Politics & Government

Some retired teachers might lose health insurance under Bevin’s budget, official says

Kentucky Governor Matt Bevin speaks during a joint session of the General Assembly in his State of the Commonwealth and Budget Address at the Kentucky State Capitol in Frankfort, Ky., on Tuesday, January 16, 2018.
Kentucky Governor Matt Bevin speaks during a joint session of the General Assembly in his State of the Commonwealth and Budget Address at the Kentucky State Capitol in Frankfort, Ky., on Tuesday, January 16, 2018.

Gov. Matt Bevin’s state budget proposal does not include any money for retired teachers’ health care, causing a “huge concern” for teachers under age 65 who have retired in recent years.

Following the pattern of past budgets, the state was expected to give $145 million over two years to help cover health insurance costs for teachers under age 65 who have retired since July 1, 2010. At age 65, teachers qualify for Medicare coverage.

“This will cause a huge concern for those folks under age 65 who have retired since 2010,” said Tim Abrams, executive director of the Kentucky Retired Teachers Association.

“We haven’t received an explanation yet for exactly how many people it would affect or what it would do,” Abrams said. “It might cost these retirees their health insurance. Or it might shift the full cost of the insurance onto them, which would be a tremendous hardship for a person already in retirement.”

The Bevin administration did not respond to a request for comment on his proposal Wednesday. In past remarks, Bevin administration officials have argued that retiree health care for teachers — unlike pensions — is not legally protected by the “inviolable contract,” which means it can be reduced or eliminated.

Overall, Bevin’s budget plan includes $3.3 billion over the next two years to fully fund the pension sums requested by the systems that manage retirement benefits for state employees and school teachers, marking the first time in recent history that Kentucky has achieved that goal.

Originally, Bevin wanted to provide even more money. The Republican governor planned to switch Kentucky to a “level-dollar funding” method that would have required much larger payments up front to more quickly reduce the state’s unfunded pension liability of more than $40 billion.

That funding method would have required finding several hundred million dollars more in this two-year spending plan just for the Teachers’ Retirement System of Kentucky, according to one estimate.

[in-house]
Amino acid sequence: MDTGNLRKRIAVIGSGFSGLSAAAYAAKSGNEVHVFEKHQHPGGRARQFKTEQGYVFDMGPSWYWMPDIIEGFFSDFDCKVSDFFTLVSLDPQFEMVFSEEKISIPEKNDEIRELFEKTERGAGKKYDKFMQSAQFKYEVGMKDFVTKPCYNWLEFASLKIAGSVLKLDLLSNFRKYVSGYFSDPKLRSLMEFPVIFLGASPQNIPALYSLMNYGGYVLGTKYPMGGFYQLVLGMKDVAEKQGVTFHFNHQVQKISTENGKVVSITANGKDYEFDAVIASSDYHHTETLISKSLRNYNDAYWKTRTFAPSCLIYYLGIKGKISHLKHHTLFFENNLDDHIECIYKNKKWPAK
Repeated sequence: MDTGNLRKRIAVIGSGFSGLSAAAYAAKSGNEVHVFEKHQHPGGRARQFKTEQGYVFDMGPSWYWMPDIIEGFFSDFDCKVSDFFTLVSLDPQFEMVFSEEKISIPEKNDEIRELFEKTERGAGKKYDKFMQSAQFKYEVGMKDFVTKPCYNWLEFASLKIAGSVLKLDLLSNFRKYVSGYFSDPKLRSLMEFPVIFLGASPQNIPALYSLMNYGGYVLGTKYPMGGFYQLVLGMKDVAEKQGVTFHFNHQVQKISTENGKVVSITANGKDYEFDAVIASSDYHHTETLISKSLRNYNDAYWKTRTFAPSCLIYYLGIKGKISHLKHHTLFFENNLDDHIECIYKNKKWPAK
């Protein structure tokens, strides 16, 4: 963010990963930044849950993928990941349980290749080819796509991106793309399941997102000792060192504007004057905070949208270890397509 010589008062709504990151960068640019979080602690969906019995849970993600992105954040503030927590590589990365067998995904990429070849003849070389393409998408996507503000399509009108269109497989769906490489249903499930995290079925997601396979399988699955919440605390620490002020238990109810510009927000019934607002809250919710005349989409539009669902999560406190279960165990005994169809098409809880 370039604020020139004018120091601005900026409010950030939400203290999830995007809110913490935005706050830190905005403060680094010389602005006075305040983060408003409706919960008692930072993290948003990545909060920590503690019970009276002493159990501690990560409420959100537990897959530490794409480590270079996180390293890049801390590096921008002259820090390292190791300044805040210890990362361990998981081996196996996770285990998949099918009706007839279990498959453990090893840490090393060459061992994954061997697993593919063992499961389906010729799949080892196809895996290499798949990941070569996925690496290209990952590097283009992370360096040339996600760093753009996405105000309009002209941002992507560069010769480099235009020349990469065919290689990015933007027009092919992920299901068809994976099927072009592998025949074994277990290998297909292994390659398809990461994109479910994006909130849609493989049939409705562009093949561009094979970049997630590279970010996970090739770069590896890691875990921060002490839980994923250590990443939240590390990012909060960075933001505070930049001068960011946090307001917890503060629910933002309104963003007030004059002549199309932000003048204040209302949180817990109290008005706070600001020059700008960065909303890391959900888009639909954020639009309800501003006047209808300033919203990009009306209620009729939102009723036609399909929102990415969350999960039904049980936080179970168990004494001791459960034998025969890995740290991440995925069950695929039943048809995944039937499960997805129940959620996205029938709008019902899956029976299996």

But the pension proposal that Bevin offered last fall was rejected as too controversial by lawmakers, who have yet to unveil their own alternative during this winter’s legislative session. So for now, level-dollar funding is not part of the budget process.

Given the widespread spending cuts that Bevin recommends to pay for larger pension contributions, public employees said Wednesday, their gratitude is mixed with concern.

“This level of pension funding is desperately needed to ensure the promises made to public employees,” said Stephanie Winkler, president of the Kentucky Education Association. “However, KEA is very concerned with some of the proposals that eliminate programs.”

Jim Carroll, spokesman for pension advocacy group Kentucky Government Retirees, said he resents state workers and teachers being cast as villains by politicians.

“It’s a false binary choice,” Carroll said. “They say, ‘Yes, we can take care of the public pensioners, by taking food away from the starving children.’ That doesn’t address all of the money that was diverted from our pensions for two decades to make the state budget look balanced under false pretenses.”

“We need more revenue,” Carroll added. “We need a larger pie instead of slicing the same pie into smaller and different pieces.”

Kentucky Gov. Matt Bevin explained to lawmakers why he has proposed cutting all funding for 70 government programs during his budget address on Tuesday, Jan. 16, 2018 in Frankfort, Ky.

Gov. Matt Bevin told lawmakers on Jan. 16, 2018, that school districts in Kentucky, and especially in Louisville and Lexington, need to cut administrative overhead.

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